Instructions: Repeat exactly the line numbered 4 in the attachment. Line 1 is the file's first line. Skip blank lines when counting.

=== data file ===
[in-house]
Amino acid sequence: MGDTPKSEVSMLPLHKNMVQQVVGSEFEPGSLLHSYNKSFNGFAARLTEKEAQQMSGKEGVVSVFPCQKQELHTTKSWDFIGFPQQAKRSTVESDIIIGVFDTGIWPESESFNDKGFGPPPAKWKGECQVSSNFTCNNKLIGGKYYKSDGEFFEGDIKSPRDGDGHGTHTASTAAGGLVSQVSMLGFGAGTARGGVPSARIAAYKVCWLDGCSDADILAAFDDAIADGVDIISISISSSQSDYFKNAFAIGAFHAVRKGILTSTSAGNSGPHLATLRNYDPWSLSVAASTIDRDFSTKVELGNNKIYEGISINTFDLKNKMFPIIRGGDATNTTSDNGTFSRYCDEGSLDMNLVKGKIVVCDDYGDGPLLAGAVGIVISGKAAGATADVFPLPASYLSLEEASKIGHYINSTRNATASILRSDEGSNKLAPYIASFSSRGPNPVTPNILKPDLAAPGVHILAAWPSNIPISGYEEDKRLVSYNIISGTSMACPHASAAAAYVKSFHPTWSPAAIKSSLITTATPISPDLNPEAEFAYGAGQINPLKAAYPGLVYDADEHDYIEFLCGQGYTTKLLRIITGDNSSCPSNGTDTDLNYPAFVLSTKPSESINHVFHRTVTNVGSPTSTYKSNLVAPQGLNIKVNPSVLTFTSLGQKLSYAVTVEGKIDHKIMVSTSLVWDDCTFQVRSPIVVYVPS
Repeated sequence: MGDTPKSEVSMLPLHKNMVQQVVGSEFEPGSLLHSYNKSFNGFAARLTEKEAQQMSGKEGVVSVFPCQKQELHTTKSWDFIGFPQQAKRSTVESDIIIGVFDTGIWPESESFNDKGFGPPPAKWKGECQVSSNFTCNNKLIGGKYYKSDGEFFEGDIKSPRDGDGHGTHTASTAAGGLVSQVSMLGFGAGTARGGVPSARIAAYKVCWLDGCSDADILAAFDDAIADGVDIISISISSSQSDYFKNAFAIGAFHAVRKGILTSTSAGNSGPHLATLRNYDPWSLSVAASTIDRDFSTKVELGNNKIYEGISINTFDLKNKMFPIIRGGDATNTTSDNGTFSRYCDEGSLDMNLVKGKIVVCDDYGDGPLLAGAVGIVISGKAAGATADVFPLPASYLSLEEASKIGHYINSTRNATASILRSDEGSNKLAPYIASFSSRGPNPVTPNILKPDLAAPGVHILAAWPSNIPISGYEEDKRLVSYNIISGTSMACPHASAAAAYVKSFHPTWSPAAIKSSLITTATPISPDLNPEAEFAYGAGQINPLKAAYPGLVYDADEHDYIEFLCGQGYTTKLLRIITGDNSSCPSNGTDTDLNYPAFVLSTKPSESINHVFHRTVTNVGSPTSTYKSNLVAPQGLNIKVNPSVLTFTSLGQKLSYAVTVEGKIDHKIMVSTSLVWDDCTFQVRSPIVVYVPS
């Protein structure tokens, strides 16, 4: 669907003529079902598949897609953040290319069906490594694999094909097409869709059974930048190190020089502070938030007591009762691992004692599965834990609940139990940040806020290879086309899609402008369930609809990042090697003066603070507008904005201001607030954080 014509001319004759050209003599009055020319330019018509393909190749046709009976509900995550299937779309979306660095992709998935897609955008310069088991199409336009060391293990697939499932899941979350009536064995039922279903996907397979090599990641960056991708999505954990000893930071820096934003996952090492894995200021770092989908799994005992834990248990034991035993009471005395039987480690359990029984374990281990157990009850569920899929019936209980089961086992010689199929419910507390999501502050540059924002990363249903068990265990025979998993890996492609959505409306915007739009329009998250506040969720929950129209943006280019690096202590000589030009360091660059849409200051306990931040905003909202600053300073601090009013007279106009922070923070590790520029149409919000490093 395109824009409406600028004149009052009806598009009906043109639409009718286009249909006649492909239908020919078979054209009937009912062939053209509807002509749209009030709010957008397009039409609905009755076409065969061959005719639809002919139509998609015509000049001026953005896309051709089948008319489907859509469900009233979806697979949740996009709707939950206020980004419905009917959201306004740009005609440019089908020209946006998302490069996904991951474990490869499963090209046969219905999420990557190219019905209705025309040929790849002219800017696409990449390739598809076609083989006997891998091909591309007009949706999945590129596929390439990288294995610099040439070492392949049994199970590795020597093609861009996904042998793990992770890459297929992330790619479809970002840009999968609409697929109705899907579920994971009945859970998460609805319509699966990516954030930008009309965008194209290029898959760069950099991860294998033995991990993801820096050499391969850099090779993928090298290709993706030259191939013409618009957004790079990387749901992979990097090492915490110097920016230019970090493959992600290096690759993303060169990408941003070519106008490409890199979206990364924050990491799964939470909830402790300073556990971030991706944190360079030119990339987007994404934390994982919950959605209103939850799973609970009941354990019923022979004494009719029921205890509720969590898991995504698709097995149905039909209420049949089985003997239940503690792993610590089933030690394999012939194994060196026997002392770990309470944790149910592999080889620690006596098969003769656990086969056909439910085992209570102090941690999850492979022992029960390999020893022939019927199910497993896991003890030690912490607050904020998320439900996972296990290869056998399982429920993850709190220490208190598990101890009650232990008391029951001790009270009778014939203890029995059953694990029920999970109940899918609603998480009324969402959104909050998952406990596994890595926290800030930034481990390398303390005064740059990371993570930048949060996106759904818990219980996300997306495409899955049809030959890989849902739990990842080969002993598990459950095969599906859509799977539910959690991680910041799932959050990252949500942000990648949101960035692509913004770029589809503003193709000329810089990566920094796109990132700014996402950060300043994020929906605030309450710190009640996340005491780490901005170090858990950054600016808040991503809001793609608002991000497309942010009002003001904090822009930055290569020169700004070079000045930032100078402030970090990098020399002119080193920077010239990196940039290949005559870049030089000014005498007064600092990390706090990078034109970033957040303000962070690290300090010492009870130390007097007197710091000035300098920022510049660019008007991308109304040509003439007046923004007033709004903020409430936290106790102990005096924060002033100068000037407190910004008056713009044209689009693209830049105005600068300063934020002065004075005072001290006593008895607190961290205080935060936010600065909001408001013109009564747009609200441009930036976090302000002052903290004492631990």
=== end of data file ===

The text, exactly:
């Protein structure tokens, strides 16, 4: 669907003529079902598949897609953040290319069906490594694999094909097409869709059974930048190190020089502070938030007591009762691992004692599965834990609940139990940040806020290879086309899609402008369930609809990042090697003066603070507008904005201001607030954080 014509001319004759050209003599009055020319330019018509393909190749046709009976509900995550299937779309979306660095992709998935897609955008310069088991199409336009060391293990697939499932899941979350009536064995039922279903996907397979090599990641960056991708999505954990000893930071820096934003996952090492894995200021770092989908799994005992834990248990034991035993009471005395039987480690359990029984374990281990157990009850569920899929019936209980089961086992010689199929419910507390999501502050540059924002990363249903068990265990025979998993890996492609959505409306915007739009329009998250506040969720929950129209943006280019690096202590000589030009360091660059849409200051306990931040905003909202600053300073601090009013007279106009922070923070590790520029149409919000490093 395109824009409406600028004149009052009806598009009906043109639409009718286009249909006649492909239908020919078979054209009937009912062939053209509807002509749209009030709010957008397009039409609905009755076409065969061959005719639809002919139509998609015509000049001026953005896309051709089948008319489907859509469900009233979806697979949740996009709707939950206020980004419905009917959201306004740009005609440019089908020209946006998302490069996904991951474990490869499963090209046969219905999420990557190219019905209705025309040929790849002219800017696409990449390739598809076609083989006997891998091909591309007009949706999945590129596929390439990288294995610099040439070492392949049994199970590795020597093609861009996904042998793990992770890459297929992330790619479809970002840009999968609409697929109705899907579920994971009945859970998460609805319509699966990516954030930008009309965008194209290029898959760069950099991860294998033995991990993801820096050499391969850099090779993928090298290709993706030259191939013409618009957004790079990387749901992979990097090492915490110097920016230019970090493959992600290096690759993303060169990408941003070519106008490409890199979206990364924050990491799964939470909830402790300073556990971030991706944190360079030119990339987007994404934390994982919950959605209103939850799973609970009941354990019923022979004494009719029921205890509720969590898991995504698709097995149905039909209420049949089985003997239940503690792993610590089933030690394999012939194994060196026997002392770990309470944790149910592999080889620690006596098969003769656990086969056909439910085992209570102090941690999850492979022992029960390999020893022939019927199910497993896991003890030690912490607050904020998320439900996972296990290869056998399982429920993850709190220490208190598990101890009650232990008391029951001790009270009778014939203890029995059953694990029920999970109940899918609603998480009324969402959104909050998952406990596994890595926290800030930034481990390398303390005064740059990371993570930048949060996106759904818990219980996300997306495409899955049809030959890989849902739990990842080969002993598990459950095969599906859509799977539910959690991680910041799932959050990252949500942000990648949101960035692509913004770029589809503003193709000329810089990566920094796109990132700014996402950060300043994020929906605030309450710190009640996340005491780490901005170090858990950054600016808040991503809001793609608002991000497309942010009002003001904090822009930055290569020169700004070079000045930032100078402030970090990098020399002119080193920077010239990196940039290949005559870049030089000014005498007064600092990390706090990078034109970033957040303000962070690290300090010492009870130390007097007197710091000035300098920022510049660019008007991308109304040509003439007046923004007033709004903020409430936290106790102990005096924060002033100068000037407190910004008056713009044209689009693209830049105005600068300063934020002065004075005072001290006593008895607190961290205080935060936010600065909001408001013109009564747009609200441009930036976090302000002052903290004492631990």